Personality Pedagogy Newsletter Volume 5, Number 6, February, 2011

Hello and welcome to the fifty-fourth Personality Pedagogy newsletter highlighting what’s new at http://personalitypedagogy.arcadia.edu. For more about the links below and approximately 2,192 other interesting links related to personality, please visit us.

Snow, sleet, freezing rain, ice, deadlines, classes, and exams . . . If you’re feeling a bit anxious these days, you’re in good company. One psychologist claims ”The average High School kid today has same level of anxiety as the average psychiatric patient in the early 1950s”. Have Americans become more anxious? Check out our second link below to see this provocative article that is sure to spark discussion among your students (and colleagues around the water cooler). Then follow the third link for a possible ”cure”.

We also continue our new feature: Favorite Links Revisited. In this feature we’ll be calling your attention to some of our favorite links from Personality Pedagogy that are worthy of a second look. Have you ever heard Freud’s voice? This month, we feature two links to the same (redundancy is good) 2-minute audio clip from the BBC recording of Freud describing psychoanalysis in his own words.

Though the groundhog promises a quick end to the winter, we promise interesting links to keep you and your students up-to-date and entertained until the spring comes.

As ever, please pass this newsletter on to interested colleagues and invite them to sign up for future issues and to visit the home of Personality Pedagogy. Remember, you can read old newsletters, comment on newsletters, view the current newsletter or re-read what you missed in last month’s newsletter by checking out our blog at https://personalitypedagogy.wordpress.com and you can even receive Personality Pedagogy newsletters via an RSS (”Really Simple Syndication”) feed as soon as they are posted, by clicking on the ”RSS-posts” button on the bottom right.

Cheers,
Marianne

Marianne Miserandino
miserandino ”at” arcadia ”dot” edu

1. The Personality Pedagogy Monthly Newsletter
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2. It’s Not The Job Market

Is it true that ”The average High School kid today has same level of anxiety as the average psychiatric patient in the early 1950s”? Have Americans become more anxious? Slate writer Taylor Clark considers the three real reasons why Americans are more anxious than ever before: loss of a sense of community, information overload, and misplaced faith in ”feel-goodism”. Posted January 31, 2011.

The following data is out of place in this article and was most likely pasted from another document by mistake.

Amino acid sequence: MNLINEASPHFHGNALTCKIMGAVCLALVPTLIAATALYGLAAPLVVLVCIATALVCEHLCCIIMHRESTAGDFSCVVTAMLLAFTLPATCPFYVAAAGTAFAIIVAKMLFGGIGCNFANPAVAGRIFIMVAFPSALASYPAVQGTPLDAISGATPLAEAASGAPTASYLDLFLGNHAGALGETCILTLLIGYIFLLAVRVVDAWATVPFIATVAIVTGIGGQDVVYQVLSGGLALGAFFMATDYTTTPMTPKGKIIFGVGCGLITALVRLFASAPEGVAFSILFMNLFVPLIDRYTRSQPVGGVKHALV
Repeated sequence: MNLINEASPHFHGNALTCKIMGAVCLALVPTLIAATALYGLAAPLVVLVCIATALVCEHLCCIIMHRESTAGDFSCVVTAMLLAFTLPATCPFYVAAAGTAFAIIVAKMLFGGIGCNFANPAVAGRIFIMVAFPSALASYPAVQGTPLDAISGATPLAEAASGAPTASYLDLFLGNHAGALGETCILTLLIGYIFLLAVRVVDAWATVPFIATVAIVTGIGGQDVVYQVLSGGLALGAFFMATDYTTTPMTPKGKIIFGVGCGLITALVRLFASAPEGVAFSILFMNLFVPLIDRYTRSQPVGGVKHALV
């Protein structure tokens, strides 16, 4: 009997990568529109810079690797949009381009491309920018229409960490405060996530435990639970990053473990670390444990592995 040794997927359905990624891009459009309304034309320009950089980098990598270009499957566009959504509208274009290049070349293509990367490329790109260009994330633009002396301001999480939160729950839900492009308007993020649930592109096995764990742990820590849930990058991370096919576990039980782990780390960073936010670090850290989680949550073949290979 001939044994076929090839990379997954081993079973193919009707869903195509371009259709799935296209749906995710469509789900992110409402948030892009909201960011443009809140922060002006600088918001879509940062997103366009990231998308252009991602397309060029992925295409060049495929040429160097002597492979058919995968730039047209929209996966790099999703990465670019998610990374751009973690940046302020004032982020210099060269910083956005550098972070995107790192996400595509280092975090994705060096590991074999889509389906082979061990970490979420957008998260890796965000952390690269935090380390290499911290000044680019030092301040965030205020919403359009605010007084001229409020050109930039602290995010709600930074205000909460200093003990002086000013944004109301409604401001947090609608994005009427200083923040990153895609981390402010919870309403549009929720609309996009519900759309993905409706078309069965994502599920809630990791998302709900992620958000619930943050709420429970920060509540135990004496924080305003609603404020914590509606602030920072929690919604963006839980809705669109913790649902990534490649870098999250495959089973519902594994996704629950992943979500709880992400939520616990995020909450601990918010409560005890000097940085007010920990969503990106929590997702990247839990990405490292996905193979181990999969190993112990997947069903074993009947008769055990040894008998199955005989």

3. Mindfulness Meditation Training Changes Brain Structure in Eight Weeks

”Participating in an 8-week mindfulness meditation program appears to make measurable changes in brain regions associated with memory, sense of self, empathy and stress” according to a study in the January 30 issue of ”Psychiatry Research: Neuroimaging” and summarized here in ”Science Daily”, January 21, 2011.

4. Amygdala Volume and Social Network Size in Humans
Summarizes recent research which found that the size of the amygdala is correlated with the size and complexity of social networks (like Facebook). Find a blog post that discusses the findings and possible alternative explanations here.

5. The Brain: Understanding Neurobiology
The early modules of this program ”The Brain: Understanding Neurobiology Through the Study of Addiction—developed with the National Institute on Drug Abuse (NIDA)” provide a good, interactive overview of parts of the brain, brain functioning, and biochemistry, suitable for a personality class. For example, ”Lesson 1: The Brain: What’s Going On in There” includes a brief video describing what a PET scan is and how it’s done.

6. Born Gay, Born This Way: A Photo Blog

A photo essay from NPR about the ”Born This Way” blog (see below). From February 2, 2011.

7. Born This Way
This blog is a ”photo/essay project for gay adults (male and female) to submit pictures from their childhood (roughly ages 2 to 12) – with snapshots that capture them, innocently, showing the beginnings of their innate LGBT selves.” According to the blog’s editor, ”So, some of the pix here feature gay boys with feminine traits, and some gay girls with masculine traits. And even more gay kids with NONE of those traits. Just like real life, these gay kids come in all shades and layers of masculine and feminine. And this project is not about furthering stereotypes.” The result is often charming, thoughtful, and very real.

8. Activity: The Complexity of Sexual Orientation
The Understanding Prejudice website has a special section on college classroom activities. In this activity, students fill out a Sexual Orientation Identification sheet (on the website) which describes the behaviors and attractions of various hypothetical people. Students must decide if the person described is lesbian, gay, bisexual, or straight. The items are designed to provoke differences of opinion to spark a discussion as to what defines sexual orientation: behavior, desire, self-identification, or some combination of all three. Includes discussion questions.

9. Where women of India rule the roost and men demand gender equality: The Khasi people of north-eastern India are a matrilineal society and some men aren’t happy
In this ethnic minority community in a remote part of India, children take their mother’s surname, the youngest daughter inherits, and once married, men live in their mother-in-law’s home following her orders. Read about this matrilineal system, how anthropologists believe it started, and the freedoms women here have compared to their sisters elsewhere in India.

10. Men Are Now From Venus, Women From Mars
According to a new survey finds that single men want babies and commitment and women want independence in their relationships. What people are looking for in love relationships, the percent of people who want to may, and where people look for love has changed over time as well. Read about the findings in this article in ”LiveScience”, February 4, 2011.

11. The Social Web’s Big New Theme for 2011: Multiple Identities for Everyone!